Former Giants Head Coach Allie Sherman Still A Coach For The Ages
This week, as the defending Super Bowl champions face the Redskins in the season opener, I am reminded that almost 40 years have passed since Allie Sherman paced the sidelines for the New York Giants, barking orders, relaying signals, outwitting the opposition. Like any great football coach, he still approaches autumn Sundays with eagerness and regimental preparation: He wakes up. He opens the paper, checks the schedule, peruses the game previews. He listens to the radio pundits and watches the television analysts.
All the while he waits - not as much for the 1 p.m. kickoff, but for my call.
A decade back, the football coaching legend struck an unlikely partnership with a 10-year-old boy. Though separated by two generations and a professional football career, Allie turns to me every Sunday morning. Newspaper columnists and ESPN experts tout a wealth of experience to legitimize their opinions, but to Allie, my amateur insights are sound bites of genius.
We run down the roster of contests, debate each matchup and pick the winners. Disinclined to learn the Internet so late in the game, the coach consults the kid for last-minute weather reports and injury updates. I track our results from week to week.
We call each other "partner." When I went off to college, Allie worried our partnership would end. He thought I would sleep through kickoff or forget the day of the week or simply not have time for him anymore. I assured Allie his phone would still ring every Sunday morning. Research papers due Monday or bedtimes at the break of dawn - nothing has kept me from making 20 minutes for Allie before kickoff.
Aside from his being head coach of the Giants, I knew little about the Allie Sherman the rest of the world knows. To me, he is a sweet old man, a good friend. To the rest of the world, he was coach of the Giants in the 1961 and 1962 NFL Championship games (no Super Bowl back then), the first person in NFL history to win Coach of the Year honors in back-to-back years and the man famously booed out of New York to the chants of "Goodbye Allie" in 1968.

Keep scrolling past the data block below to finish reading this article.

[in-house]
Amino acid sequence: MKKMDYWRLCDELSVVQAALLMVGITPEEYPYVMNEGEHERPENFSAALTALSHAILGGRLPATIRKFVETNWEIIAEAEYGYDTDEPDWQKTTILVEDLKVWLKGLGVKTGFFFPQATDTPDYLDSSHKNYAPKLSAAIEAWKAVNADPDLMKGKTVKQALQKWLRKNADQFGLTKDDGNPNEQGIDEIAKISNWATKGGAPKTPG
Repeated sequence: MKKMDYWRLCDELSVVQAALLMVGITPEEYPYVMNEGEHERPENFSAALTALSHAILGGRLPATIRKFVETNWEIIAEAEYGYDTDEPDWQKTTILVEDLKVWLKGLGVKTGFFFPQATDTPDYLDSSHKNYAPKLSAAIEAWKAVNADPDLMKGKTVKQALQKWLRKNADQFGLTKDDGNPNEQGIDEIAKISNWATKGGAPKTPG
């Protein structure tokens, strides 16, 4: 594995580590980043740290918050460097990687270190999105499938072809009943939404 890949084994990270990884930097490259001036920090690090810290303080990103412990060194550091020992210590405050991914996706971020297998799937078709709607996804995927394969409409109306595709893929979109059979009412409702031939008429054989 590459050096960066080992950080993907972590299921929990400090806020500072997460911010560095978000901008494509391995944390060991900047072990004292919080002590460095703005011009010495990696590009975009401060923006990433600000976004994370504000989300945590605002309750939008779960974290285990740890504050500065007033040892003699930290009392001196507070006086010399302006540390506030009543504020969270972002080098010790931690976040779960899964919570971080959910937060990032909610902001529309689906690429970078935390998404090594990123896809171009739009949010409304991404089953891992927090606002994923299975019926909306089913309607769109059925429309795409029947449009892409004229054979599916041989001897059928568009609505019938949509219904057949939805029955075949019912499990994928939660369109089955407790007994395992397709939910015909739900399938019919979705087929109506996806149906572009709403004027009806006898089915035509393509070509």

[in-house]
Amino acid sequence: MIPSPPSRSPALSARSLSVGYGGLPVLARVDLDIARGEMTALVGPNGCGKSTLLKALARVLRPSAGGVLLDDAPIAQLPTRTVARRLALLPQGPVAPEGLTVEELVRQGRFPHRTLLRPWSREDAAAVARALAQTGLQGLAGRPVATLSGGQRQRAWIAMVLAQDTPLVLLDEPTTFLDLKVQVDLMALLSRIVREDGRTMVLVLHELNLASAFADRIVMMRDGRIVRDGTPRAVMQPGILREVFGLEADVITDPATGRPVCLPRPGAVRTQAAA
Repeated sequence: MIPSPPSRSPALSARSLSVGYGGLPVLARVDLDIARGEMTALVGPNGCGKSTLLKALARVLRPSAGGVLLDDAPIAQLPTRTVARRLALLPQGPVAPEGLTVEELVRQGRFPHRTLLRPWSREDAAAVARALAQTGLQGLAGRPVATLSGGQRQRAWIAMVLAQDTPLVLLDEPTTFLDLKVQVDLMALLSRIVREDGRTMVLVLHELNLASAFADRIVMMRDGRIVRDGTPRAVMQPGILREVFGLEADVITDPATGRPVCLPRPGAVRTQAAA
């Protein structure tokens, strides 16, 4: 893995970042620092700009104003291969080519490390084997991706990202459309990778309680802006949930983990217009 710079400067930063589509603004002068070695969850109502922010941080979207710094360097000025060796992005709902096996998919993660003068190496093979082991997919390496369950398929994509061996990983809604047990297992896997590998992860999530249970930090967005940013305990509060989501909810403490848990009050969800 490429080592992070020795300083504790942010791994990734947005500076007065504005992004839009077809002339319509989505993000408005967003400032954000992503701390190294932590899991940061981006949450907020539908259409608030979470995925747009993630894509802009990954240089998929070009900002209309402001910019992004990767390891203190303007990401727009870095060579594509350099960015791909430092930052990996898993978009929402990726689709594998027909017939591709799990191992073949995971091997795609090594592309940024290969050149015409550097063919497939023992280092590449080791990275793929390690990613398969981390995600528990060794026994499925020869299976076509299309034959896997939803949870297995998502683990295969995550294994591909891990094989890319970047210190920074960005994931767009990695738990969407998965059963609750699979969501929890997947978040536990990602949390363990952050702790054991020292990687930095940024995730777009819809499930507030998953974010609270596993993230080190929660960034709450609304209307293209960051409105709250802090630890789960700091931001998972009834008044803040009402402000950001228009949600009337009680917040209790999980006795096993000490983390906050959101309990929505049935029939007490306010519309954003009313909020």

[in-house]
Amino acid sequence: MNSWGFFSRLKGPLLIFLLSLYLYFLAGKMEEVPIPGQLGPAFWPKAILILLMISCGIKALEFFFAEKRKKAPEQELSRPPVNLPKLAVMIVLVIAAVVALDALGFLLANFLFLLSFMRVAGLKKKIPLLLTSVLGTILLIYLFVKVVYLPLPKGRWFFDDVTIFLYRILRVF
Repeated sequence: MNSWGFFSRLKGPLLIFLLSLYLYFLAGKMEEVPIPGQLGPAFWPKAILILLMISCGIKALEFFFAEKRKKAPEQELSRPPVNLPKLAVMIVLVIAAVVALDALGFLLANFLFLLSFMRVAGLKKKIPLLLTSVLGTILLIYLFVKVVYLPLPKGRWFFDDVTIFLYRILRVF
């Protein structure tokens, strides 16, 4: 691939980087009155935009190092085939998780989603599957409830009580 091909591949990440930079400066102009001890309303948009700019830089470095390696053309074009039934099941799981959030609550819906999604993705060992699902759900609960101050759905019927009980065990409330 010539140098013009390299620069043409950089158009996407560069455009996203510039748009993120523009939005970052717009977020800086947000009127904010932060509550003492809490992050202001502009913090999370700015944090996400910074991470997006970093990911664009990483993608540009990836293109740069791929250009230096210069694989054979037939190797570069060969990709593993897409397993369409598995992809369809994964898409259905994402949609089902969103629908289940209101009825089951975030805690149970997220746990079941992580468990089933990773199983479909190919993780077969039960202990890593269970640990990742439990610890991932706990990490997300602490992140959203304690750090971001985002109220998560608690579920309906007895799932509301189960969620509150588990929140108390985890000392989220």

When Allie, his wife and his daughter visited me at college last fall, I realized how famous Allie is, even years after his heyday. Strangers approached us looking for nothing more than a handshake, hoping to absorb some of the football guru's wisdom.
They should have wanted to absorb some of his caring and gentleness, too. Allie spent the day touring my University of Pennsylvania campus at a comfortably unhurried speed. He stopped to support a student group combating breast cancer, buying a T-shirt with the words "I [heart] Boobs" written across the chest.
Allie may be aging, but he still has a firm grasp on the football world. He does not forget that New England's coach is a mastermind or that Indianapolis' quarterback is masterful. He does not forget that Dallas has a knack for winning and Miami a tendency for losing. He never seems to forget anything related to football.
My alarm sounds. It is 10 a.m., still an hour before Allie leaves for a friend's anniversary lunch. He does not own a cell phone, not to mention an answering machine, so I give myself breathing room to reach him. On my third try, Allie picks up and the game breakdown begins; the Super Bowl is always anti-climactic. With only one game to pick, the conversation is the season's shortest, compared with those weeks with 16 contests. The Patriots look invincible, but the Giants are on a hot streak. We pick Allie's old team to pull off the unthinkable.
Two days later, Allie is getting ready to watch the ticker-tape parade from his apartment window. We talk about the unlikely Super Bowl, how smart we were to pick against the odds.
"Great season, partner. It will always be great."
As long as there is time on the clock, it will always be great.